Thread: Contrast Ratio
11-04-2007 04:23 AM #1Member
- Join Date
- Aug 2007
Okay I was told the Contrast Ratio is when a TV's pixels can catch up with the movement of the pixels. Naturally they flicker on and off each time a different color is displayed during the movement of somethings during a movie or something watched, right? I heard the more the better. My LG has a Dynamic Contrast Ratio of 10000:1. But the Sony XBR4 which is basically a superior and newer TV to mine has only a Contrast Ratio of 2000:1. Let me know why its like that and explain to me what exactly Contrast ratio is and how well it pertains to the world and viewing potential of HD viewings. Thank you my friends.Well, hate to say it, but Blu-Ray won. Still got love for HD-DVD though. They put up a good fight.
Blu-Ray Movies: 191
TV: LG 42' 1080p Flat Panel LCD HDTV
Blu-Ray Player: Playstation 3
11-04-2007 04:41 AM #2
Contrast Ratio is the difference between the whitest white and the darkest black colors the display can show. The greater the contrast, the better the screen and the subtlety of colors it can display.
There might be other things that make the sony a better tv but it probably isn't contrast ratio.
11-04-2007 11:09 AM #3Hitachi 55" LCD projection TV
Energy C-500(fronts),Energy C-C100(center), Energy C-R100(rears), Energy S10.3 10" sub
Shaw HD PVR Cable
Xbox 360 Premium (non-HDMI)
11-04-2007 12:44 PM #4
You have been corrected on this, but yes, your understanding of contrast is incorrect.
At the moment, there are three typical descriptions of contrast ratio (whitest white vs. darkest dark):
1. Dynamic: This is a fake number that is achievable only through the use of an iris or contrast control system that can open/close to control light output. It decreases black scenese to appear darker, while increasing bright scenes to appear brighter - but it can't handle both at once.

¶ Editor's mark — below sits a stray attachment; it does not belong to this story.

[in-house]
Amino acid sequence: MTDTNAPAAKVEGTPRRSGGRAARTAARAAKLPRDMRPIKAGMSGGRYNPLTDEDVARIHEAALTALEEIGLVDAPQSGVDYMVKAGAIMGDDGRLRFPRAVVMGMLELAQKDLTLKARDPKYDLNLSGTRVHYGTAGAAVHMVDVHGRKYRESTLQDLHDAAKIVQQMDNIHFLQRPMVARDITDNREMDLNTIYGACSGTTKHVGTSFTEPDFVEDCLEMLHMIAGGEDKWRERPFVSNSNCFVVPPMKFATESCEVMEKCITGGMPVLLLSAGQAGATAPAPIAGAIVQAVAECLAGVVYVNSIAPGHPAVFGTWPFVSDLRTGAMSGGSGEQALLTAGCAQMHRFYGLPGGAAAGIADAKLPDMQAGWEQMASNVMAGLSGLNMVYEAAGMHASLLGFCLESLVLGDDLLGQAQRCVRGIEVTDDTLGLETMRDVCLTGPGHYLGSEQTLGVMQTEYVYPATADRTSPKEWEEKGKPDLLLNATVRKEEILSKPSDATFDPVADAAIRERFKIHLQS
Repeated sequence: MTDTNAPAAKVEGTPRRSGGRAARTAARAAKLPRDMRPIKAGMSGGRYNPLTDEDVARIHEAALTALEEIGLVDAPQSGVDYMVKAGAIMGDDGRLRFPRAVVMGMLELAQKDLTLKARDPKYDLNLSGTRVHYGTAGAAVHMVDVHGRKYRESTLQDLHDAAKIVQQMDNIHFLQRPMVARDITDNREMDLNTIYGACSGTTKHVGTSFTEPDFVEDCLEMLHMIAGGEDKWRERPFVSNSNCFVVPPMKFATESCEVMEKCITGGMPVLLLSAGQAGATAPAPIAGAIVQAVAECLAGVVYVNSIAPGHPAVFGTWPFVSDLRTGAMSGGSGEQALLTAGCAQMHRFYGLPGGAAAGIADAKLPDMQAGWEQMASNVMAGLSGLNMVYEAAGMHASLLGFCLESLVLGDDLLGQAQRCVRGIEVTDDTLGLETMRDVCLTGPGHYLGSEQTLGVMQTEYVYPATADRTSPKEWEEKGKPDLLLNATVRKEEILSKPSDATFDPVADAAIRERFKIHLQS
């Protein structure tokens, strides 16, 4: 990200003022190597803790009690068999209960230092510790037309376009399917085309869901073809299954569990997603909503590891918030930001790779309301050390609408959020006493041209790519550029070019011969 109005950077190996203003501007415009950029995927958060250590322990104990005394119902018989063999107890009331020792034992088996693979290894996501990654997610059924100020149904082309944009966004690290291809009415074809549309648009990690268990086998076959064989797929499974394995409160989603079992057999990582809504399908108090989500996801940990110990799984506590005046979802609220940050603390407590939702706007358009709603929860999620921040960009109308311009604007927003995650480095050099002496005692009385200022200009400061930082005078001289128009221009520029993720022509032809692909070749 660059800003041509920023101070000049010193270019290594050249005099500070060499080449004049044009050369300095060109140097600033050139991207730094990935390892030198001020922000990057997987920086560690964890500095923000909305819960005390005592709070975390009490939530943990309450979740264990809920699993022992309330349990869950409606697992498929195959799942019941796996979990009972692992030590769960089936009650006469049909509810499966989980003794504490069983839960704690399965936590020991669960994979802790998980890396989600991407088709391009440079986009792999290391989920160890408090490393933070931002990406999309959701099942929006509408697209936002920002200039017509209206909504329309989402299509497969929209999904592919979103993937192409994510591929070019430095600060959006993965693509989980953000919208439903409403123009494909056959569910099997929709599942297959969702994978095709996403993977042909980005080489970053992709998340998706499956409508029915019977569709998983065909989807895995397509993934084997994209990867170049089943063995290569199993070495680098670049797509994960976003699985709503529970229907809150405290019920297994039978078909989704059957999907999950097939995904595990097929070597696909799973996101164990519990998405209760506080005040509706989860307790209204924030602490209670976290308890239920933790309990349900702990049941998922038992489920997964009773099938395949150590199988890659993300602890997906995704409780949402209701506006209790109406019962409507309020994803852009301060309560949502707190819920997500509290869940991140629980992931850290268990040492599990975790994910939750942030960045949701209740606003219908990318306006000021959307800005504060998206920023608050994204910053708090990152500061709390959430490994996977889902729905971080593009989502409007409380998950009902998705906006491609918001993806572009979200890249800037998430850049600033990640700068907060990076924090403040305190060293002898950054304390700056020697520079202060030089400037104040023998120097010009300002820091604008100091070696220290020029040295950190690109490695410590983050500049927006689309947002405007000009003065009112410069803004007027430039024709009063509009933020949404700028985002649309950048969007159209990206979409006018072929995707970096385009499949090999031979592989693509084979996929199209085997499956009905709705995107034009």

2. Contrast ratio: This is typically similar to the one listed above, but it doesn't use an artificial means, like an iris, to increase whites and decrease blacks. Instead this is the full range that the set can display, but it ONLY is measured using a 100% white field or a 100% black field. It doesn't mix white and black up, so once again, the number is not a realistic representation of what you will typically see on screen.
3. Contrast Ratio (ANSI) - ANSI, or the American National Standards Institute, has a contrast ratio measuring system that more accurately reflects what you will find under normal viewing conditions. This ratio is far more accurate at determining what your display will actually deliver to you when watching TV - especially seeing as how the first two numbers are very likely ones that you will NEVER see when watching TV.
Contrast ratio itself is just one of many factors that are very important to determining what you want from a TV. You want good video processing, good shadow detail, no white/black crushing, no false contouring, accurate colors, fast response time and a resoluiton that works for your seating distance.